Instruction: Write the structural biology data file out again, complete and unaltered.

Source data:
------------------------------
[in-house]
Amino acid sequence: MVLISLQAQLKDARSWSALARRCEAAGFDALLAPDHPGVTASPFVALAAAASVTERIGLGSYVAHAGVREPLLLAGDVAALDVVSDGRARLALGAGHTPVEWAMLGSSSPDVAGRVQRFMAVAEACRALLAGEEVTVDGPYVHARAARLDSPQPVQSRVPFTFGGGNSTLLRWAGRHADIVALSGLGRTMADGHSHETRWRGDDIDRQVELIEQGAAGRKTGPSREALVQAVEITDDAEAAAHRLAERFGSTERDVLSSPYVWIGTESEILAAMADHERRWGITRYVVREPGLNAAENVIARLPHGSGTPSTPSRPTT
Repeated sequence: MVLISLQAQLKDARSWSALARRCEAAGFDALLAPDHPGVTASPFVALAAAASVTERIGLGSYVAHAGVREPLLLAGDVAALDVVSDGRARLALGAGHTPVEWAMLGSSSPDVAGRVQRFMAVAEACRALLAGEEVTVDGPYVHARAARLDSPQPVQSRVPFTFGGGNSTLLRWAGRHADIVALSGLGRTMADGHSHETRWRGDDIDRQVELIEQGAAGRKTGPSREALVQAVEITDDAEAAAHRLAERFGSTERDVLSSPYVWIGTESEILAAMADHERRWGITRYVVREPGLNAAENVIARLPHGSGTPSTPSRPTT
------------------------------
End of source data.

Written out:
[in-house]
Amino acid sequence: MVLISLQAQLKDARSWSALARRCEAAGFDALLAPDHPGVTASPFVALAAAASVTERIGLGSYVAHAGVREPLLLAGDVAALDVVSDGRARLALGAGHTPVEWAMLGSSSPDVAGRVQRFMAVAEACRALLAGEEVTVDGPYVHARAARLDSPQPVQSRVPFTFGGGNSTLLRWAGRHADIVALSGLGRTMADGHSHETRWRGDDIDRQVELIEQGAAGRKTGPSREALVQAVEITDDAEAAAHRLAERFGSTERDVLSSPYVWIGTESEILAAMADHERRWGITRYVVREPGLNAAENVIARLPHGSGTPSTPSRPTT
Repeated sequence: MVLISLQAQLKDARSWSALARRCEAAGFDALLAPDHPGVTASPFVALAAAASVTERIGLGSYVAHAGVREPLLLAGDVAALDVVSDGRARLALGAGHTPVEWAMLGSSSPDVAGRVQRFMAVAEACRALLAGEEVTVDGPYVHARAARLDSPQPVQSRVPFTFGGGNSTLLRWAGRHADIVALSGLGRTMADGHSHETRWRGDDIDRQVELIEQGAAGRKTGPSREALVQAVEITDDAEAAAHRLAERFGSTERDVLSSPYVWIGTESEILAAMADHERRWGITRYVVREPGLNAAENVIARLPHGSGTPSTPSRPTT